Well’s 1933 The Shape of Things to Come, published not long after the Nazis had come to power in Germany, is perhaps his best example of a work that blurs the boundaries between a work of fiction and a piece of political analysis, polemic, and prediction. In the guise of a dream book of a character who has seen the future of the world from the 1930’s to the middle of the beginning of the 22nd century, Wells is able to expound upon the events of the day and their possible implications- over a century into the future.

Writing six years before the event takes place Well’s spookily imagines World War II beginning with the German invasion of Poland. Also identifying the other major aggressor in a world war still to come, Wells realizes Japan had stepped into a quagmire by invading China from which much ill would come.

These predictions of coming violence (Wells forecast the outbreak of the Second World War to be 1940- one year off) are even more chilling when one watches the movie based upon the book, and know that the bombings of cities it depicts is not some cinematographer’s fantasy, but will no doubt have killed some of those who watched the film in theaters in 1936- less than five years later.

Nevertheless, Wells gets a host of very important things, not only about the future but about his present, very wrong. He gets it ass backwards in generally admiring the Soviet Union and seeing its’ problem not being the inhuman treatment by the Communist regime of its citizens, but the fact that they have wed themselves to what Well’s believes is an antiquated, dogmatic theory in Marxism.

Indeed, Wells will build his own version of dictatorship in The Shape of Things to Come (though versions of it can be seen in his earlier work) using the ideas of two of Soviet communism’s founders- Trotsky’s idea of a global revolutionary movement which will establish a worldwide government and Lenin’s idea of an intellectual nucleus that will control all the aspects of society.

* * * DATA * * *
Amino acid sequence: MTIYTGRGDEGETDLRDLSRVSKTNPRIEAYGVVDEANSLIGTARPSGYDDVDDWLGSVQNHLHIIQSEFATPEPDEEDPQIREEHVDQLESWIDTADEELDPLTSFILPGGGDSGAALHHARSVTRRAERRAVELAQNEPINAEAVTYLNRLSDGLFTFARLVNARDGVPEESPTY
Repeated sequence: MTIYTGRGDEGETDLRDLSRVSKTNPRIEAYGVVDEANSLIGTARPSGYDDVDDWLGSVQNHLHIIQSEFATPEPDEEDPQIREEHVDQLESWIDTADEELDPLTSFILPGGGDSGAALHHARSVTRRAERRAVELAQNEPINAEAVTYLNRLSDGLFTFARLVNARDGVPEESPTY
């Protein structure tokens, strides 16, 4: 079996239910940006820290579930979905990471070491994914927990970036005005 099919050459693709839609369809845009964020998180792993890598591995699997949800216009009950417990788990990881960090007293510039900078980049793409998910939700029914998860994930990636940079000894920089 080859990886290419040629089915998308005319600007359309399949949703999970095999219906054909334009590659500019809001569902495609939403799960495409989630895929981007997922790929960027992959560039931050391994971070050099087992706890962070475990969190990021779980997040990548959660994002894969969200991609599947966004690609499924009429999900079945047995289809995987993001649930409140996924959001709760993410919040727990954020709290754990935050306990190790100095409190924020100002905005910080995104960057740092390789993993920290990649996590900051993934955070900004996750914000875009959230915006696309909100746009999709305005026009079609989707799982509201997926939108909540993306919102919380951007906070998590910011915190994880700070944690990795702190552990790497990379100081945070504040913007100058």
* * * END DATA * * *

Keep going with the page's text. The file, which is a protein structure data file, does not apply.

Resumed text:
Nor, did Wells really grasp the nature of Nazism or the strange contradiction of a global alliance of fascist regimes that ostensibly worship the state. Wells saw Hitler as a throwback to a dying order based on the nation-state. His only modernity being

“…control by a self-appointed, self-disciplined élite was a distinct step towards our Modern State organization.” (192)

Wells therefore misses the savagery born of the competition between world shaping ideologies and their mobilization of entire societies that will constitute the Second World War and its aftermath.

Ironically, Wells mistakenly thinks WWII will be short and its fatalities low because he gets his technological predictions right. He clearly foresees the role of the importance of the tank, the airplane, and the submarine to the future war and because of them even anticipates the Nazi idea of blitzkrieg. At one point he seems to have a glimmer of the death spirit that will seize over humankind during the war when he compares the submarine to a sacrificial altar:

The Germans supplied most of the flesh for this particular altar; willing and disciplined, their youngsters saluted and carried their kit down the ladder into this gently swaying clumsy murder mechanism which was destined to become their coffin. (70)

Nevertheless, he fails to see that the Second World War will unleash the kinds of violence and fanaticism formerly only seen in religious wars.

Two decades after Wells’ novel many would think that because of the introduction of nuclear weapons wars would be reduced to minutes. Instead conflict became stretched out across multiple decades. What this is should teach us is that we have no idea how any particular technology will ultimately affect the character of war – especially in terms of its intensity or duration- thus those hoping that robotic or cyber weapons will return us to short decisive conflicts are likely seeing a recurrent mirage.

Wells perhaps better understood than other would be revolutionaries and prophets of the time just how robust existing societies were despite their obvious flaws. The kind of space for true political innovation had seemingly occurred only during times of acute stress, such as war, that by their nature were short lived. A whole new way of organizing society had seemingly revealed itself during World War I in which the whole industrial apparatus of the nation was mobilized and directed towards a particular end. Yet the old society would reassert itself except in those societies that had experienced either defeat and collapse or Pyrrhic victory (Italy, Japan) in the conflict.